Bahnhof hasn’t named any of the judges nor has it provided additional details on the “high-profile” case. However, anyone who remembers the infamous trial of ‘The Pirate Bay Four’ a decade ago might recall complaints from the defense (1,2,3) that several judges involved in the case were members of pro-copyright groups.

While there were plenty of calls to consider them biased, in May 2010 the Supreme Court ruled otherwise, a fact Bahnhof recognizes.

“Judge 5 was never sentenced for bias by the court, but regardless of the court’s decision this is still a judge who shares values and has personal connections with [the media industry], and as if that weren’t enough, the judge has induced an additional financial aspect by participating in events paid for by said party,” Lindahl writes.

“The judge has parties and interest holders in their personal network, a private engagement in the subject and a financial connection to one party – textbook characteristics of bias which would make anyone suspicious.”

The decision-makers of the Patent and Market Court and their relations.

The ISP notes that all five judges have connections to the media industry in the cases they judge, which isn’t a great starting point for returning “objective and impartial” results. In its summary, however, the ISP is scathing of the overall system, one in which court cases “almost looked rigged” and appear to be decided in favor of the movie company even before reaching court.

In general, however, Bahnhof says that the processes show a lack of individual attention, such as the court blindly accepting questionable IP address evidence supplied by infamous anti-piracy outfit MaverickEye.

“The court never bothers to control the media company’s only evidence (lists generated by MaverickMonitor, which has proven to be an unreliable software), the court documents contain several typos of varying severity, and the same standard texts are reused in several different cases,” the ISP says.

“The court documents show a lack of care and control, something that can easily be taken advantage of by individuals with shady motives. The findings and discoveries of this investigation are strengthened by the pure numbers mentioned in the beginning which clearly show how one party almost always wins.

“If this is caused by bias, cheating, partiality, bribes, political agenda, conspiracy or pure coincidence we can’t say for sure, but the fact that this process has mainly generated money for the film industry, while citizens have been robbed of their personal integrity and legal certainty, indicates what forces lie behind this machinery,” Bahnhof’s Lindahl concludes.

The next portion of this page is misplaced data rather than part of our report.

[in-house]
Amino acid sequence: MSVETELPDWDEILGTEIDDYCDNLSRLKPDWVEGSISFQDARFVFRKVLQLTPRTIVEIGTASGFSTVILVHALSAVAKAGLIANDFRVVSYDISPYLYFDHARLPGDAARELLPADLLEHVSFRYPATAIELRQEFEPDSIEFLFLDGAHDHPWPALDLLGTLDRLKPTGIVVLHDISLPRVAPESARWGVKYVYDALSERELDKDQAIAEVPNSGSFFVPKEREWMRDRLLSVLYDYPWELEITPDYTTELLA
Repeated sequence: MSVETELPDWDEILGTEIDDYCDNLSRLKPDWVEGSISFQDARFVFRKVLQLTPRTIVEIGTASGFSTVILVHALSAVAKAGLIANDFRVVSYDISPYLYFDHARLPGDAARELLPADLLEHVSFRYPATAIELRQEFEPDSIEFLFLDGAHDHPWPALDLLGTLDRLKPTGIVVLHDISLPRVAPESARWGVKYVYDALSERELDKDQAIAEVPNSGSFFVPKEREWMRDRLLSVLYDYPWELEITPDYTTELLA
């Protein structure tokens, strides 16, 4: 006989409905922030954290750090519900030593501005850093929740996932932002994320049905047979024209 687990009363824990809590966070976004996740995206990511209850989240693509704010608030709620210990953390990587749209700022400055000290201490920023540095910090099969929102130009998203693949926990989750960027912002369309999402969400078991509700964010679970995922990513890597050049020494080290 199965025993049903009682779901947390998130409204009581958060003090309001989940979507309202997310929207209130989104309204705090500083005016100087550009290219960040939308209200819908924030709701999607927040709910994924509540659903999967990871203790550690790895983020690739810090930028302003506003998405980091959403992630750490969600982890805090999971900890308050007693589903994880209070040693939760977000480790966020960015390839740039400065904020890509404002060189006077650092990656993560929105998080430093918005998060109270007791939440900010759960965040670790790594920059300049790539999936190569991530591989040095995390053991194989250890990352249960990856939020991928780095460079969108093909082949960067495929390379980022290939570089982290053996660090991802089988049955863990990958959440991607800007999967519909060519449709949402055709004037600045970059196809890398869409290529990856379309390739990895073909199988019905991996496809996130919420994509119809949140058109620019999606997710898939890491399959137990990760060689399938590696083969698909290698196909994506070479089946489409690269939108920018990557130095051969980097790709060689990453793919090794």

Source: TF, for the latest info on copyright, file-sharing, torrent sites and more. We also have VPN reviews, discounts, offers and coupons.

Legal Blackmail: Zero Cases Brought Against Alleged Pirates in Sweden

Post Syndicated from Andy original https://torrentfreak.com/legal-blackmail-zero-cases-brought-against-alleged-pirates-in-sweden-180525/

While several countries in Europe have wilted under sustained pressure from copyright trolls for more than ten years, Sweden managed to avoid their controversial attacks until fairly recently.

With Germany a decade-old pit of misery, with many hundreds of thousands of letters – by now probably millions – sent out to Internet users demanding cash, Sweden avoided the ranks of its European partners until two years ago

In September 2016 it was revealed that an organization calling itself Spridningskollen (Distribution Check) headed up by law firm Gothia Law, would begin targeting the public.

Its spokesperson described its letters as “speeding tickets” for pirates, in that they would only target the guilty. But there was a huge backlash and just a couple of months later Spridningskollen headed for the hills, without a single collection letter being sent out.

That was the calm before the storm.

In February 2017, Danish law firm Njord Law was found to be at the center of a new troll operation targeting the subscribers of several ISPs, including Telia, Tele2 and Bredbandsbolaget. Court documents revealed that thousands of IP addresses had been harvested by the law firm’s partners who were determined to link them with real-life people.

Indeed, in a single batch, Njord Law was granted permission from the court to obtain the identities of citizens behind 25,000 IP addresses, from whom it hoped to obtain cash settlements of around US$550. But it didn’t stop there.

Time and again the trolls headed back to court in an effort to reach more people although until now the true scale of their operations has been open to question. However, a new investigation carried out by SVT has revealed that the promised copyright troll invasion of Sweden is well underway with a huge level of momentum.